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RE: Extinction Question and a Thank You!



> From: owner-dinosaur@usc.edu [mailto:owner-dinosaur@usc.edu]On Behalf Of
> Dinosaur World
>
> What I am not clear on is why there are so many modern animals that have
> retained the same basic design as their Permian and Cretaceous counterparts?

Well, to be fair, at precisely the same level birds retain the "basic design" 
as their dinosaurian ancestors...

> If early Crocodiles, Alligators, Sharks, Insects etc. were subjected to
> global environmental changes that were long enough and strong enough to wipe
> out other species, why then do they still resemble their modern
> counterparts?

A) Short answer: they don't. The particular examples you give are part of a 
great paleo-myth perpetuated by countless books, movies,
and TV shows. There is considerable anatomical difference between a Hybodus and 
a Great White, for instance. Or a Goniopholis and a
Crocodylus. The problem here is that the general audience is simply not 
well-informed on the details of comparative anatomy to be
able to distinguish the difference. (Plus, many of the differences would be 
internal, and hence not lend themselves well to being
shown as paintings or TV appearances).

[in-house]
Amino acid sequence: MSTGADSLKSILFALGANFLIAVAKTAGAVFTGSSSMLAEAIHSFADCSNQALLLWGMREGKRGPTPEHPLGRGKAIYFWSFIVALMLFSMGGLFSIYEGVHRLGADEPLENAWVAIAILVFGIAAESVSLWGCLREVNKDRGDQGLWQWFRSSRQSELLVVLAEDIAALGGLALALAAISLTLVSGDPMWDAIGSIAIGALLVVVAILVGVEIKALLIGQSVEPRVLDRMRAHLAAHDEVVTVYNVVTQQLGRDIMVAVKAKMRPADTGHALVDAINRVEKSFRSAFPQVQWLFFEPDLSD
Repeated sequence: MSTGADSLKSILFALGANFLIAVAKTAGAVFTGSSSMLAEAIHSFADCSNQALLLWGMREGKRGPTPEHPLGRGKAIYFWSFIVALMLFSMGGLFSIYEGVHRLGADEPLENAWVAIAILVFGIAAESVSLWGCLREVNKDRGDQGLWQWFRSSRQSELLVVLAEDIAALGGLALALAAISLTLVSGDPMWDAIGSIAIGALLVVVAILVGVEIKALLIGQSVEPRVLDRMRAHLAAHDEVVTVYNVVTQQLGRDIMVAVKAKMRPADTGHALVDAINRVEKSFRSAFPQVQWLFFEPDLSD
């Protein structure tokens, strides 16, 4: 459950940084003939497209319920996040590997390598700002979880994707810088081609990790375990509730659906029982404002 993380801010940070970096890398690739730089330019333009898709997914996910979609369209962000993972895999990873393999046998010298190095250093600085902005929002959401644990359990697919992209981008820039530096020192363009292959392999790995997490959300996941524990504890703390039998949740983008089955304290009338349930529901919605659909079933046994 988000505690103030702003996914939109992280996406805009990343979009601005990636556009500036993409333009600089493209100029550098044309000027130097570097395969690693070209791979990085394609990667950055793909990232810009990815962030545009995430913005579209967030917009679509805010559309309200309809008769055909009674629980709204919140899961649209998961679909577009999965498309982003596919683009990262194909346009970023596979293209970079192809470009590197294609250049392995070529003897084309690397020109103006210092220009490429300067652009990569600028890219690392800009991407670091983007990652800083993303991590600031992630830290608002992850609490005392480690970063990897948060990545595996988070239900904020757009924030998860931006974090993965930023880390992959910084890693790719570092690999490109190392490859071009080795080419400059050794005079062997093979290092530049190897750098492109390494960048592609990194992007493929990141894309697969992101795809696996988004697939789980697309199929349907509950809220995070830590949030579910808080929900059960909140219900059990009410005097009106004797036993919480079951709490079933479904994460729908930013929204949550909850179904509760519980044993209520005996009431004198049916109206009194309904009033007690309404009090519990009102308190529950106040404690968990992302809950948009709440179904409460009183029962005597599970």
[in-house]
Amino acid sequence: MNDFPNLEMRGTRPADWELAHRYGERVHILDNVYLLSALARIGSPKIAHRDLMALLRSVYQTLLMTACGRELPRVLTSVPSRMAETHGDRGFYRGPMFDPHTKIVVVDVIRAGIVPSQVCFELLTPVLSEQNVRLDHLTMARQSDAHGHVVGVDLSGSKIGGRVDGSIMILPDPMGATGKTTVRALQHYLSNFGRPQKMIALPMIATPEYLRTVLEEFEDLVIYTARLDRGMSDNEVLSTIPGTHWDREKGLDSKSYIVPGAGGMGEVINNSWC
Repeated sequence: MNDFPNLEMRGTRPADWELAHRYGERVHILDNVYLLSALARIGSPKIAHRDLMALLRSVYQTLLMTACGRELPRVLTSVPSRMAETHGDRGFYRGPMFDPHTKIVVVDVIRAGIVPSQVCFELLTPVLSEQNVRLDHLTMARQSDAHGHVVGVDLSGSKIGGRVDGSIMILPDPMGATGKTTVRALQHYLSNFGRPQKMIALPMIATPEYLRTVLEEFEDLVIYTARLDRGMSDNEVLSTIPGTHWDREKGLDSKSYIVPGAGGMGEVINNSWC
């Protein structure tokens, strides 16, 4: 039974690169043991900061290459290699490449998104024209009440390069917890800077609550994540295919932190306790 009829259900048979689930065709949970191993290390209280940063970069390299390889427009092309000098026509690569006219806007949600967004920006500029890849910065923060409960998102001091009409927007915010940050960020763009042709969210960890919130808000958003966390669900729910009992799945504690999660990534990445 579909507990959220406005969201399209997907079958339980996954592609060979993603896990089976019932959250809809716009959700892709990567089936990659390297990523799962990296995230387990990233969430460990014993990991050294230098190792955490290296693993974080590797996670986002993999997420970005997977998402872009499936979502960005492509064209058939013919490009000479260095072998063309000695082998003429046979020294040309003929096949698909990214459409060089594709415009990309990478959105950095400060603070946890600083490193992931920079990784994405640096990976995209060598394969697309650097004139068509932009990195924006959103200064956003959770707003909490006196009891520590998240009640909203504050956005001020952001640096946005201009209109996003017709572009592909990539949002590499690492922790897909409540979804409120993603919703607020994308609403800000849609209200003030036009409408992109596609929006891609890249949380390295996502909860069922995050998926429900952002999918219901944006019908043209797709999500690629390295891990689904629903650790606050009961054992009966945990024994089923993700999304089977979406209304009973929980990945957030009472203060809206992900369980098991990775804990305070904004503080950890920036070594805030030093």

B) Longer answer: that being said, there certainly are some modern organisms 
who closely resemble their ancient ancestors. Blue
green bacteria are relatively unchanged over billions of years, at least 
anatomically. The living Neoceratodus lungfish is nearly
identical to the extinct Triassic Ceratodus.

But as much work has shown, there is a continuum between rapidly evolving 
organsims, stately evolving organisms, and very slowly
evolving organisms. If you have a continuous distribution of evolutionary 
rates, some lineages are going to be WAY out towards the
end of the distribution: these are the ones we call "living fossils". But it 
seems that there is no break in distribution between
"living fossils" and more rapidly evolving form.

> Wouldn?t a dramatic change in their environment demand that
> they would have to evolve to cope with it? In other words, shouldn?t there
> be a very recognizable difference between a pre- KT Crocodile and Post-KT
> Croc?

There are. You have to open up their snouts and look inside their mouths, 
though...

(And, to be fair, there is probably greater differences between Early 
Cretaceous and latestst Cretaceous crocs than between a latest
Cretaceous croc and now).

> Could any of you give me your insight into this please?

Here's food for thought: there are no animals alive today that closely resemble 
a Permian land vertebrate. Every single living group
of land vertebrate is highly specialized with regards to their Permian 
ancestors and relatives. Hence, the similarities between then
(i.e., four-footedness) are simply superficial.

                Thomas R. Holtz, Jr.
                Vertebrate Paleontologist
Department of Geology           Director, Earth, Life & Time Program
University of Maryland          College Park Scholars
        Mailing Address:
                Building 237, Room 1117
                College Park, MD  20742

http://www.geol.umd.edu/~tholtz/
http://www.geol.umd.edu/~jmerck/eltsite
Phone:  301-405-4084    Email:  tholtz@geol.umd.edu
Fax (Geol):  301-314-9661       Fax (CPS-ELT): 301-405-0796